There's a story to be told, maybe five or ten years down the line, about how The Cloverfield Paradox began with a reasonably good idea, had another few ideas thrown into the mix, a few more piled on top of it, an inexperienced director who didn't know how to parse out the script, and a major studio who saw a streaming service eager for content and ready to show everyone that a marketing strategy wasn't needed to release a film.

Cloverfield has become a byword for unusual release strategies - the first one benefitting from the use of alternate-reality games and viral marketing, the second effectively being airdropped into cinemas, and now the third arriving onto Netflix without so much as a warning. In the first two instances, the films were competent enough that the gimmicky release strategy didn't have much to do with their success. For The Cloverfield Paradox, however, the whole thing stinks to outer space of a troubled production that was going to fail big - really, really big - if it had a normal release strategy.

When you drill right down to it, The Cloverfield Paradox has some fascinating concepts at work. The problem is that they're hurled together at top-speed and the result is a freakish mess that three - count them, THREE - editors couldn't sort out. The film is largely set aboard Cloverfield Station, a last-ditch attempt by several nations to solve Earth's energy crisis and prevent global war. When the thingamajig particle accelerator fires, they're sent into a parallel universe where... well, it's hard to explain. Suffice to say, you have elements such as Chris O'Dowd's dismembered arm, lots of worms, various plot-twists you can see coming from miles off, and some clearly tacked-on scenes that tenuously tie the film into the Clover-verse.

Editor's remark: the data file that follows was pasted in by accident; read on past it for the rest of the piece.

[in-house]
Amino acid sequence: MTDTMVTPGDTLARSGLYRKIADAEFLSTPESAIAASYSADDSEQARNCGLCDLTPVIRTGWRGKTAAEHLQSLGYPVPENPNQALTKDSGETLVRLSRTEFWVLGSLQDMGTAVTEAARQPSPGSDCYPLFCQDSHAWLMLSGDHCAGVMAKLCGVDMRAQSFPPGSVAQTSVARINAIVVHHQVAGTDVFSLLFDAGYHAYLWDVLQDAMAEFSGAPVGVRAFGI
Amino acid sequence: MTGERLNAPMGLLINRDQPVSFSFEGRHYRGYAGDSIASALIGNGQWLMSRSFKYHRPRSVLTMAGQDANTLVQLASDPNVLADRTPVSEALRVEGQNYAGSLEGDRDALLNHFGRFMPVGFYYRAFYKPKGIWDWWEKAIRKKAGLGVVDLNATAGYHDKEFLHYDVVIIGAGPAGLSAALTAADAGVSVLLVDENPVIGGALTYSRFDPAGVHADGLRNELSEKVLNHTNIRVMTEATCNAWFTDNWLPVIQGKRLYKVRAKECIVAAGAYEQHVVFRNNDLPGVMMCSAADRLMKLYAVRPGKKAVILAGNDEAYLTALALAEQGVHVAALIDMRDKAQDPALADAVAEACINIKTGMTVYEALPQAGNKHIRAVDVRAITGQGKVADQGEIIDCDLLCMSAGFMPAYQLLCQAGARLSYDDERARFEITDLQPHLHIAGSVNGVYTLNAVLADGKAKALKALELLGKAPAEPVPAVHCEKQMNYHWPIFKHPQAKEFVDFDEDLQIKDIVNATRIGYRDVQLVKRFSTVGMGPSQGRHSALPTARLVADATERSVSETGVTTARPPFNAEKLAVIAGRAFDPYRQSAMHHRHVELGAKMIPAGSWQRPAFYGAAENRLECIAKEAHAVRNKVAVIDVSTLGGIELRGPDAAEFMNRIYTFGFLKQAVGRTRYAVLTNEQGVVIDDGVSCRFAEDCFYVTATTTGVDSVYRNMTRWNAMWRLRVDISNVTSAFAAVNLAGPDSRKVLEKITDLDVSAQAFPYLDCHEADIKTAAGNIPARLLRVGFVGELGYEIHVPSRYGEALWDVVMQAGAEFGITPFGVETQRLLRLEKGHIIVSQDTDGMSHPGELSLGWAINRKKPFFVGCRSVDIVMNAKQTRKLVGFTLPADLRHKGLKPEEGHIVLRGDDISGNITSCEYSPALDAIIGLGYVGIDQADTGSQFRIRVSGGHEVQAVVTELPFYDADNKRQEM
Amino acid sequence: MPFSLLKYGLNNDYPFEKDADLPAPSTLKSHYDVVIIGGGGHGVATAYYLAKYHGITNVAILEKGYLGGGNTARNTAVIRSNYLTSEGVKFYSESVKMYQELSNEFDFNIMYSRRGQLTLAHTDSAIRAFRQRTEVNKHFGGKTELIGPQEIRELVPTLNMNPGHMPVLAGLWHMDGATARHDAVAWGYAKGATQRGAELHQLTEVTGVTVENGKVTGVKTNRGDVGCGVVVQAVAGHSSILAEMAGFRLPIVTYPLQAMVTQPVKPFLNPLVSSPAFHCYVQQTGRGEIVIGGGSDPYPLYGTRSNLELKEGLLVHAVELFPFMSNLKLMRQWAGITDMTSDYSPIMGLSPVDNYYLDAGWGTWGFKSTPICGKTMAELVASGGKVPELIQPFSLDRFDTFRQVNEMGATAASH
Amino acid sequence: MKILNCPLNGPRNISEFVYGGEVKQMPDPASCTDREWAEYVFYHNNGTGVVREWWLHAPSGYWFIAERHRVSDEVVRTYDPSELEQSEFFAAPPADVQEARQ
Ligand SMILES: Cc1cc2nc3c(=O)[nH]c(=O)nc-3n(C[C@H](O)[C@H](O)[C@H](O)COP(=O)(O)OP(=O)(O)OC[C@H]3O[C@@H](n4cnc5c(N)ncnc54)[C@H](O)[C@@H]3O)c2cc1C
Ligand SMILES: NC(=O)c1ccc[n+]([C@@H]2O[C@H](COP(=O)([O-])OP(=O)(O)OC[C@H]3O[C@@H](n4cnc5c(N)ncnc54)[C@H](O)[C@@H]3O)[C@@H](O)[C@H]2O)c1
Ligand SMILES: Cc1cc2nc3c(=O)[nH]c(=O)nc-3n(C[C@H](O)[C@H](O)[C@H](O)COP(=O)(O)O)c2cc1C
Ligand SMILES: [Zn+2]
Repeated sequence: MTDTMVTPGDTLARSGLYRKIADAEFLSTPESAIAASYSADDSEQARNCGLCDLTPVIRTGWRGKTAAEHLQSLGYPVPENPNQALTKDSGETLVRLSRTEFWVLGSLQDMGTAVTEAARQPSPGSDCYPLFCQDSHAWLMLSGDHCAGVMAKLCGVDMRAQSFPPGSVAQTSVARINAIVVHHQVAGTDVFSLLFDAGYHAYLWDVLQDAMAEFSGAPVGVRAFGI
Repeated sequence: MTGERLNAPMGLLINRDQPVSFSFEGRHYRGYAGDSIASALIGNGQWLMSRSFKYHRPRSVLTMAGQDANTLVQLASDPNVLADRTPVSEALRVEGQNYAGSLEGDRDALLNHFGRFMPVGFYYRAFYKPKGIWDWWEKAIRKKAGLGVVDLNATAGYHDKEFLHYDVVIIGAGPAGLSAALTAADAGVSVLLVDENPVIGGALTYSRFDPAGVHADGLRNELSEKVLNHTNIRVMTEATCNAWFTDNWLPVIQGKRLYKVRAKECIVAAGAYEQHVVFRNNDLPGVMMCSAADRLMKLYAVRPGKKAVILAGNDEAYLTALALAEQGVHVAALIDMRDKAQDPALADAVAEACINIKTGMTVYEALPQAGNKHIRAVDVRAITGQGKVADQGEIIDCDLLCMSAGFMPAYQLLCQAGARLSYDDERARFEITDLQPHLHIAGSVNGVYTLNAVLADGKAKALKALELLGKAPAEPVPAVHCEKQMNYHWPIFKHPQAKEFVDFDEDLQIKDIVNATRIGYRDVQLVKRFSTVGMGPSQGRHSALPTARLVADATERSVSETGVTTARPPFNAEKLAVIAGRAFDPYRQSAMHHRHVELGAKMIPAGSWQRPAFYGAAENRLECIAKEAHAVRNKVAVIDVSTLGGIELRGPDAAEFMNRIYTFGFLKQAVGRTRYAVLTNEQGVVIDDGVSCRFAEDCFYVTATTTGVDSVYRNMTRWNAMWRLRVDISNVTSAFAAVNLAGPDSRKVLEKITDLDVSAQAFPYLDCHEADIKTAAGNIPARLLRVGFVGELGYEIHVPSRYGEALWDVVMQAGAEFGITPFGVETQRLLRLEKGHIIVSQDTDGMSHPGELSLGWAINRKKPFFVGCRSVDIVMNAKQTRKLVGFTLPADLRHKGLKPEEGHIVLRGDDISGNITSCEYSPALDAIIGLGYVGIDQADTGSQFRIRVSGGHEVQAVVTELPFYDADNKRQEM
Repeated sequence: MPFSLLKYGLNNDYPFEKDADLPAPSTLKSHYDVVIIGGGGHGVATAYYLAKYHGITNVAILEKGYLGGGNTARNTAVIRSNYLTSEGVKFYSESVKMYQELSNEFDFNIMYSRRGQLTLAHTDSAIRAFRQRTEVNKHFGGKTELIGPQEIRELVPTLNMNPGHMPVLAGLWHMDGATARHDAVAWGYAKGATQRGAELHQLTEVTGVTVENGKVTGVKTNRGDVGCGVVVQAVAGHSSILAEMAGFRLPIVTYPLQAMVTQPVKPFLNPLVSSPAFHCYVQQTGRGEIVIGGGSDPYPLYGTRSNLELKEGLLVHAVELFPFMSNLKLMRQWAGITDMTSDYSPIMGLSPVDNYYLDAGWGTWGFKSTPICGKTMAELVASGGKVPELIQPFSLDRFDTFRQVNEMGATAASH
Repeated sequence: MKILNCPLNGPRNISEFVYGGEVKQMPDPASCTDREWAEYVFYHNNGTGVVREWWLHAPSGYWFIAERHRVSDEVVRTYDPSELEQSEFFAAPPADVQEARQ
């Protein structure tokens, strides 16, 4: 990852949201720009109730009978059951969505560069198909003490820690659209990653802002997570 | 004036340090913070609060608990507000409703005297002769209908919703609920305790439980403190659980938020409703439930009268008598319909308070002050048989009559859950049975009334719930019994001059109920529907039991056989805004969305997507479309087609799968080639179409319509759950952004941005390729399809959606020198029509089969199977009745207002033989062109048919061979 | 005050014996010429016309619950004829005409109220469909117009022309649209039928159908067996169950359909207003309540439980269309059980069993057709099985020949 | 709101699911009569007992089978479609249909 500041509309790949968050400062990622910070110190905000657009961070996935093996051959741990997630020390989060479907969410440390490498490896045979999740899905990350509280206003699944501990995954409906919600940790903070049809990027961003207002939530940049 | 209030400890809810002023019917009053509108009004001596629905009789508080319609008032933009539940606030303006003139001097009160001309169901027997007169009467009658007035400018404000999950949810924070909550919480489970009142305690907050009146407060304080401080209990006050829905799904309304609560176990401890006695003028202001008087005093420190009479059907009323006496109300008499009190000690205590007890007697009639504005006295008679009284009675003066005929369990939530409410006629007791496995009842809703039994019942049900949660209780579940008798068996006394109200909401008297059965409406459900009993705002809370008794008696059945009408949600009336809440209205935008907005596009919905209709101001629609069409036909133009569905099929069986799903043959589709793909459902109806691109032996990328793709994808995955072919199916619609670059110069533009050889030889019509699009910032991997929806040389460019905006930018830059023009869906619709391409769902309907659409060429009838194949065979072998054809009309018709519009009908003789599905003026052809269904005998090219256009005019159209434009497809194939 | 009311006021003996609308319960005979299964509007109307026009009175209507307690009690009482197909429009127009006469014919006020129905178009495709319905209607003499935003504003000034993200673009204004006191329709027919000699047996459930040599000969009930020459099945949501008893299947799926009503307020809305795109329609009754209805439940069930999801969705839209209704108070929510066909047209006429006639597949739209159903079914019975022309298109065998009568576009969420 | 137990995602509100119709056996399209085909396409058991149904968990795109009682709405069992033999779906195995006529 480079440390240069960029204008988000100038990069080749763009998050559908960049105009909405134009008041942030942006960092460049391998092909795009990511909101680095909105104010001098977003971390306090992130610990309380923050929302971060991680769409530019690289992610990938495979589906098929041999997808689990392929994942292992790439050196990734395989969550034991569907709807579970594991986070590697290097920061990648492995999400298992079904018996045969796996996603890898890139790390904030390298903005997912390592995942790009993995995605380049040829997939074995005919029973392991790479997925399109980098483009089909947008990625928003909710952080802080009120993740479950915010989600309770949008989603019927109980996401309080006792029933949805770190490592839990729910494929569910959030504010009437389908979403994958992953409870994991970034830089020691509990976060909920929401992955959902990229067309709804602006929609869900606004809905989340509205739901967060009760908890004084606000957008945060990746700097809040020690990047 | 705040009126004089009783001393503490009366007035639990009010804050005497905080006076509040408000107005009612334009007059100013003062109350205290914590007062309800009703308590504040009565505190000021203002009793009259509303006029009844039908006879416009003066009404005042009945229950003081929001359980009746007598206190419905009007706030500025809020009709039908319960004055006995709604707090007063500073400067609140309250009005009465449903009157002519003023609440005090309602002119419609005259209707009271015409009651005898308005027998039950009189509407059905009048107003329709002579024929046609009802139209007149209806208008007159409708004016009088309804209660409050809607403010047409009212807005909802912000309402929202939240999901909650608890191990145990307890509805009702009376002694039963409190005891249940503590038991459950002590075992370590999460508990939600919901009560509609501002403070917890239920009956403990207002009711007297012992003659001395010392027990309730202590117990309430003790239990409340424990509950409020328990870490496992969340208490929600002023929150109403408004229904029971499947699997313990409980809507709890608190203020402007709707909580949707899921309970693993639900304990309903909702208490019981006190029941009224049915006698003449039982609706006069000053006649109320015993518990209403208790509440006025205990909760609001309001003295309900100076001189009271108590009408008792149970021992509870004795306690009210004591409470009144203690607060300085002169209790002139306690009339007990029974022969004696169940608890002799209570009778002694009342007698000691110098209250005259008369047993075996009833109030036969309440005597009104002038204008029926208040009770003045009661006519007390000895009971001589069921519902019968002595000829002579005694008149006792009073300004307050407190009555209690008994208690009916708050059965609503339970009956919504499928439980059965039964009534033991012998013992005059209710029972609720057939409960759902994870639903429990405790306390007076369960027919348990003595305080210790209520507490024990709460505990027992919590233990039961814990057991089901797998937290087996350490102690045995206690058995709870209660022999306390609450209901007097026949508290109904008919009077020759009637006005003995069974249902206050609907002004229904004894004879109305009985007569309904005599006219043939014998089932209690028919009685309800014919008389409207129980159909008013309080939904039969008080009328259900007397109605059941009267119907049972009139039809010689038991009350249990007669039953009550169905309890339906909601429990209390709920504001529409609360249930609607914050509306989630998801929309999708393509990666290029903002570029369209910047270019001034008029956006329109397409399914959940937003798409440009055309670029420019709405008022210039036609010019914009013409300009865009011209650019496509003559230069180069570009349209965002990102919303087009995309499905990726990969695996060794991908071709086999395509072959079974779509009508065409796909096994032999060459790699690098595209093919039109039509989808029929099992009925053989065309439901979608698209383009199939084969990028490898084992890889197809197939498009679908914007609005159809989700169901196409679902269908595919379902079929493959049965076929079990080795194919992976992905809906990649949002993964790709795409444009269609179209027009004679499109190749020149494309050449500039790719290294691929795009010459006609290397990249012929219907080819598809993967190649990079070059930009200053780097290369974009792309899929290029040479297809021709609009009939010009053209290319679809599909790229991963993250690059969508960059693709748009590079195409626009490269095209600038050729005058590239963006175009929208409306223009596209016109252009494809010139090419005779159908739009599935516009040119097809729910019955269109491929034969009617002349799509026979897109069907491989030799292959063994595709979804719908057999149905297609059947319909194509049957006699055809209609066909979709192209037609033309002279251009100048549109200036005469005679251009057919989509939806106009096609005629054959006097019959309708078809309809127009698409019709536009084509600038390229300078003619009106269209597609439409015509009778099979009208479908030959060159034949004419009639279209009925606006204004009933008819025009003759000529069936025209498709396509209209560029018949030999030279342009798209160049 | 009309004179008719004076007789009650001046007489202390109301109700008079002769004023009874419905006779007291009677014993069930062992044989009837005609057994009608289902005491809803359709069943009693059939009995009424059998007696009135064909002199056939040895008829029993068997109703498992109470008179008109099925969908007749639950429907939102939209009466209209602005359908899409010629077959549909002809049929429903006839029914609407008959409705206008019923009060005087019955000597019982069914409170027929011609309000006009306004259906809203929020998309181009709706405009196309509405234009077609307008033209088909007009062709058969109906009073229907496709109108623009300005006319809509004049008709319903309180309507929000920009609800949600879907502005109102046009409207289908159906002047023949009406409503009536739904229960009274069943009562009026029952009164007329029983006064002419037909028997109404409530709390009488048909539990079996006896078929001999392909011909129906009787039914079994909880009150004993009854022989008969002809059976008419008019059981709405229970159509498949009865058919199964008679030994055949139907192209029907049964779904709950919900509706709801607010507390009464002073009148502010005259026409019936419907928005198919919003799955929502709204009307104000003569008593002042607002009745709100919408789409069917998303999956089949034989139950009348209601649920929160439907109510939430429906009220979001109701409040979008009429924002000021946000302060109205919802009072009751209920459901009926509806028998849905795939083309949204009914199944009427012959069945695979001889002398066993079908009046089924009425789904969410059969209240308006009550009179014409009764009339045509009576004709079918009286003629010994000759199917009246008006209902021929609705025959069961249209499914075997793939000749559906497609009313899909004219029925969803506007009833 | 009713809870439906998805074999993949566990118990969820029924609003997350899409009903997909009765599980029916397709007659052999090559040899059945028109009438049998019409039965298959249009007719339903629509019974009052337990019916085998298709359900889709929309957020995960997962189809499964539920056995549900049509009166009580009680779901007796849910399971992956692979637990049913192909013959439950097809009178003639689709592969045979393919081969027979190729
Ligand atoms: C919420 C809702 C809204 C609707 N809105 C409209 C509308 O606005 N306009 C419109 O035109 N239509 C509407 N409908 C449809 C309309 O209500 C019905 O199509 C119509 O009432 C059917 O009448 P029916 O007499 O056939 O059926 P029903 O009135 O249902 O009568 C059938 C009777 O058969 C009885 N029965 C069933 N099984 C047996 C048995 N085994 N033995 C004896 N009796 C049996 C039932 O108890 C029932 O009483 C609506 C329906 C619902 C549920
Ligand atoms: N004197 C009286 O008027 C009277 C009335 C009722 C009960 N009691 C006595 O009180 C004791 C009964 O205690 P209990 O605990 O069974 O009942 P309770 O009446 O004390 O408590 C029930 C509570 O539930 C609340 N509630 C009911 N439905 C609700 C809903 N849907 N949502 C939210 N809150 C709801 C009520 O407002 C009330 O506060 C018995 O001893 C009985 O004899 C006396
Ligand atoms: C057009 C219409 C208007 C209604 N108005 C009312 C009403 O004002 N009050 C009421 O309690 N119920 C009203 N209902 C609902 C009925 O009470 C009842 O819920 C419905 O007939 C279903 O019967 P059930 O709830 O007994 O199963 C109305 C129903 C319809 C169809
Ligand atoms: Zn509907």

The ensemble cast, made up of Gugu Mbatha-Raw, Chris O'Dowd, Elisabeth Debicki, John Ortiz, Daniel Bruhl, David Oyelowo and Ziyi Zhang, do their best to pump some interest into it, but the fact is that both the direction and the screenplay utterly fail their efforts. While Julius Onah doesn't have a workable script to begin with, the direction he puts on screen is so bland and forgettable that even if he did, it's doubtful he'd do anything exciting with it. As mentioned, the screenplay by Oren Uziel is so littered with half-baked ideas that it never seems to execute one of them correctly. Moreover, the shifts between them are so jarring that you're not sure whether it's a straight-up sci-fi film, a mystery film, a horror, or a comedy. All that remains is a jumbled mess of a film that should have never been released in the first place, even if it did have the Cloverfield tag attached to it.

Netflix may hail this as a new way of releasing films, that the typical marketing and pre-screening of films is the old way and the new way is to go directly to the audience, but it's not actually new at all. If you keep an eye on cinemas at this time of year, studios and distributors tend to dump out the films they don't know what to do with. They'd typically come and from cinemas and be quietly forgotten about.

Now, it seem studios are just funnelling these films into Netflix instead.